Squarepusher - Damogen Furies
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In 2012 Squarepusher (UK recording artist Tom Jenkinson) released Ufabulum, a purely electronic album with no live instrumentation, which was a kind of rebound away from the smoothness evident in his earlier work. His thirteenth album was a move toward a dance music aesthetic that divided fans not necessarily cool with the accompanied turn toward pop. This transgressive journey continues with Damogen Furies, but with a tighter sound, exhibiting more control with the particular bonus of each track being recorded live with no edits, acting to push those angles more and more. This works for an artist whose prolific musical output is always highly experimental, not necessarily carefully crafted, delighting more in the thrash of a dump of noise to see what happens rather than following a muse down a rabbit hole searching for the perfect sound. Influences exist, but they’re not held and reproduced, as everything seems to inspire Jenkinson on Damogen Furies. It makes for complicated relationships to his music for fans, but it’s a relationship that includes many rewards.
And they are there to be had in Damogen Furies. Critical reviews of Squarepusher in the past have come under their own criticism for taking a cerebral approach to music that is getting louder, more visceral and comparably closer to something like a highly energetic jazz improv session, but unfortunately, this review is destined to become one of those. Squarepusher’s Damogen Furies is highly intelligent music, not necessarily complicated in the sense of an historical narrative or taxation of influence, but more because there is something deconstructive about the sound that remains relevant and more importantly recognizable as music and even, in this particular case, dance music. Not that one necessarily can dance easily to Damogen Furies – it’s more of a giving into an involuntary act of movement that involves the body responding to sound – but there is no question Squarepusher here is pushing the boundaries (perhaps conservative boundaries – there is a heavy pop influence after all) of live performance and what it is to be a person in a room filled with sound and other bodies dancing. In this respect, Damogen Furies reminded me of Keith Fullerton Whitman’s Occlusions, which is far more abstract and experimental again, but is working with the same conceptual recognition that something is happening when a body is motivated by sound to move. (This recognition drove my research to find this stunning gem of an interview of Tom by Keith that is well worth a listen if you have the time and inclination.)
Despite the overall sense of directionless influence and ambiguity, the duel acuity exists of an accomplished musical poet and an authoritive sound logician. Squarepusher is able to select from a multitude of sounds (he has said that he is inspired by everything, even a lorry passing by his bedroom) precisely those elements that lend figural illumination to the random and an almost poetic rigor to the abstract. Indeed, this bravura act in the synthesis of sound is one of selection as much as it is anything else. It’s not what we hear that vibrates within, it’s the multitudinous works behind Damogen Furies, as much what he has decided doesn’t belong as what does that gives the album the authoritive weight of that synthesis. We hear both a collection of noises clashing against one another and a fascinating disorganized fusion that refuses a sound that doesn’t embellish and contribute to its throbbing chaos. The sounds brought to the selection (centre stage in this case) are polyvalent; they function powerfully, even with a certain sense of inevitability, on radically different levels of abstraction, from the thematic “Exjag Nives” through to the performative “Rayc Fire 2”, pulling every possible emotive response from the listener/dancer along the way. There is a kind of alchemy, or impossibility in the potential consequences of immediate experience, which is dance aesthetic. This is why the music is polyvalent, with the remarkable ability to complicate while shedding a kind of illumination at the same time.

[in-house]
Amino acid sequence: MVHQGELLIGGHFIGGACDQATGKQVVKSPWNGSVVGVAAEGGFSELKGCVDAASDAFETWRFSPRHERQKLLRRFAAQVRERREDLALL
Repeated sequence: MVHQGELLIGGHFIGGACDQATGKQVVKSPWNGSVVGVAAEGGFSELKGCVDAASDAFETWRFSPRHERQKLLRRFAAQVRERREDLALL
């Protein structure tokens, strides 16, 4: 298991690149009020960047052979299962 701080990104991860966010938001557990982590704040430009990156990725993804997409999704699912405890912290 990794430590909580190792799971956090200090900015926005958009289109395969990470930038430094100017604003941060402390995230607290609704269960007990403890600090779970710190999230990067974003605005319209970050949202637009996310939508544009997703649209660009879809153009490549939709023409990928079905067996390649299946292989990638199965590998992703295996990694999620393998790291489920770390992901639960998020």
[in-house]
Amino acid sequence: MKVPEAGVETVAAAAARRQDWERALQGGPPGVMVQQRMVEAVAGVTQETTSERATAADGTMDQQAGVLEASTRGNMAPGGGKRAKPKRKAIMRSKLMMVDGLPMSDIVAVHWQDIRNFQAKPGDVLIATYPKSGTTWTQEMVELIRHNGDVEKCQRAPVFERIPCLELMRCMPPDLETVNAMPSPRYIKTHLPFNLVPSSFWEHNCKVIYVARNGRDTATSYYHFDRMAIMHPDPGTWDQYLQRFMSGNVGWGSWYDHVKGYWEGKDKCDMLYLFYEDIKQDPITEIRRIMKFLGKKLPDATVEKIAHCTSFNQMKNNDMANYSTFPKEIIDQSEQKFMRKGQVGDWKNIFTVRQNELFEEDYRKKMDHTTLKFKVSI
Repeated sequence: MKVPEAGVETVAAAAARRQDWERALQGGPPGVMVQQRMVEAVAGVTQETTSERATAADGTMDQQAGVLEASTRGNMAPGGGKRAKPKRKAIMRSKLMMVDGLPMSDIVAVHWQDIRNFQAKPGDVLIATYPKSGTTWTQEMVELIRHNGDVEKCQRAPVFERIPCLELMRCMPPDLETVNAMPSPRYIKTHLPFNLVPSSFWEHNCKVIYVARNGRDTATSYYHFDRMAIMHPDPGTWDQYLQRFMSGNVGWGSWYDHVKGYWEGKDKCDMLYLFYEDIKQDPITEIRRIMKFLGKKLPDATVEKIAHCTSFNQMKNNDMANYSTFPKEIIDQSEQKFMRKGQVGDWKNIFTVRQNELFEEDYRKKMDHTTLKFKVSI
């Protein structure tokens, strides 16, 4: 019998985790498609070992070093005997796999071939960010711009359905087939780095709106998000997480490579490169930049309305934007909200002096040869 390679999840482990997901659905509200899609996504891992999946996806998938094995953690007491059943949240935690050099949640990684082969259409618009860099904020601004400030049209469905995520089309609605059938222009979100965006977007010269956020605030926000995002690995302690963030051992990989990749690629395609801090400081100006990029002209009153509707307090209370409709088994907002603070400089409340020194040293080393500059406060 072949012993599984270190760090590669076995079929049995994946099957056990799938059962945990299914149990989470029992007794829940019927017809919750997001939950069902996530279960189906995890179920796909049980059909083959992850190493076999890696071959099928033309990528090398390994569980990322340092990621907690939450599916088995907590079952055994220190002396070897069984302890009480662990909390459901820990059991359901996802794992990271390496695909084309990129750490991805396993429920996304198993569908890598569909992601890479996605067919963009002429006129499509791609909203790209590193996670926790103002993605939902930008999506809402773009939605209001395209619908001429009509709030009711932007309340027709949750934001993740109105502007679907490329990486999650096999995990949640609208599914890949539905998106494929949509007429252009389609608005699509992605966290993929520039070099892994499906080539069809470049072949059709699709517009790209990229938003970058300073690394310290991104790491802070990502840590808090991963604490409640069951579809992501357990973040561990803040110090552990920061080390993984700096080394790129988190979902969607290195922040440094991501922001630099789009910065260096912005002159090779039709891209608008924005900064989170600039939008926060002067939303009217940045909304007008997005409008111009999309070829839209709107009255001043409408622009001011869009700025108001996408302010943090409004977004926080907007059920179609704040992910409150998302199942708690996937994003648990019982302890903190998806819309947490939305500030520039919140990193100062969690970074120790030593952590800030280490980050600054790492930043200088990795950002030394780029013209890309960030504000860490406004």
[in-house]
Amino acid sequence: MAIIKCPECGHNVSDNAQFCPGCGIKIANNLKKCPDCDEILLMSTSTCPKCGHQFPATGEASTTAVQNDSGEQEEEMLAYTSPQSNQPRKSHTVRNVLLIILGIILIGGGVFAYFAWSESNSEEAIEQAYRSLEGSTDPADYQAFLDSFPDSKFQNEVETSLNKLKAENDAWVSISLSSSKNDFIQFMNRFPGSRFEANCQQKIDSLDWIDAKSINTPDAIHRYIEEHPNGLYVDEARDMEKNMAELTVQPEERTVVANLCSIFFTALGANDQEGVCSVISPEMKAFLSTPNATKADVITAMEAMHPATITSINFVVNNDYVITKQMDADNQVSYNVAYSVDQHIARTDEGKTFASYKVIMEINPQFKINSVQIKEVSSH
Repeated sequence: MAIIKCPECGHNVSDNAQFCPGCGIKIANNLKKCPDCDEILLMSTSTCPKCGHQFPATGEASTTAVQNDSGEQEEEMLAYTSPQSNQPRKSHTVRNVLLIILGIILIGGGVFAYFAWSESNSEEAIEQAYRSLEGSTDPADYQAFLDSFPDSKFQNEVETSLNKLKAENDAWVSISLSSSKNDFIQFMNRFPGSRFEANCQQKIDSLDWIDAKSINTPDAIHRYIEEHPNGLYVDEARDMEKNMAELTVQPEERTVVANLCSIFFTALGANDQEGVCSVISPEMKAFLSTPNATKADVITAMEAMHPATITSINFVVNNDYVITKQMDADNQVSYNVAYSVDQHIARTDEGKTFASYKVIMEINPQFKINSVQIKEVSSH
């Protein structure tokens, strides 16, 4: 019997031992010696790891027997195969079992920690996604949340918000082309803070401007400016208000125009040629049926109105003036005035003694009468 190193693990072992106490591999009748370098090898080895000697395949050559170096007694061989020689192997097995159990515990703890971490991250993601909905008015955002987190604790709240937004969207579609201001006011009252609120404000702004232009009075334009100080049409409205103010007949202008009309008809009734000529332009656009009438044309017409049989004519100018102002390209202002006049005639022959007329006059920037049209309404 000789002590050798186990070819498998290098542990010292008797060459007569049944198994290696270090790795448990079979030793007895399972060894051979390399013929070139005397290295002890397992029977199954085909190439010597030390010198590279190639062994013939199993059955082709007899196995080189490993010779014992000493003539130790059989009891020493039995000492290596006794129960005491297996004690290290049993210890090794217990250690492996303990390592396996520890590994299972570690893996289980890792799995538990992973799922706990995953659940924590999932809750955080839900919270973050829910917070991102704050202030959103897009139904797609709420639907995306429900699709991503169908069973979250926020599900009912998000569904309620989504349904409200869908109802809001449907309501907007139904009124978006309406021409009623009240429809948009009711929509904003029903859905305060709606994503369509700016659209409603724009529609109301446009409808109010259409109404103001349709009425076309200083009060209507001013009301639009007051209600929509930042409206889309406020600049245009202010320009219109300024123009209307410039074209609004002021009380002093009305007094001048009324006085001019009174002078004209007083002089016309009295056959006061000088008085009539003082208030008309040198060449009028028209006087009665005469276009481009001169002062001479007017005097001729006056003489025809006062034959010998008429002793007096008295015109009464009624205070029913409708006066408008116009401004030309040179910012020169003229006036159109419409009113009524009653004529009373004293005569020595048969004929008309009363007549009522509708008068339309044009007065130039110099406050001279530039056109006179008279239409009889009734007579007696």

Combinations of the disparate melodies and chunks of chaotic sound don’t work as well as the cleaner clarifying distinctions, despite the jazzy post-prog feel of tacks like “Baltang Arg”, but having said that, Squarepusher blesses the listener/dancer with a freedom of movement that includes influence, trope and genre hopping. It works better on tracks like “Kwang Bass” that impresses the jazz influence harder so that the wild impenetrability of it feels encompassing rather than distancing. Equally, the closer “D Fronzent Aac” is almost a gentle end to an anything but gentle listening experience. There are other albums of this ilk that are arguably superior, but what Damogen Furies does is bring the unique transgression of unwieldy dance aesthetic to the recorded experience, and that in itself is something remarkable. A deeply transporting sound intimacy.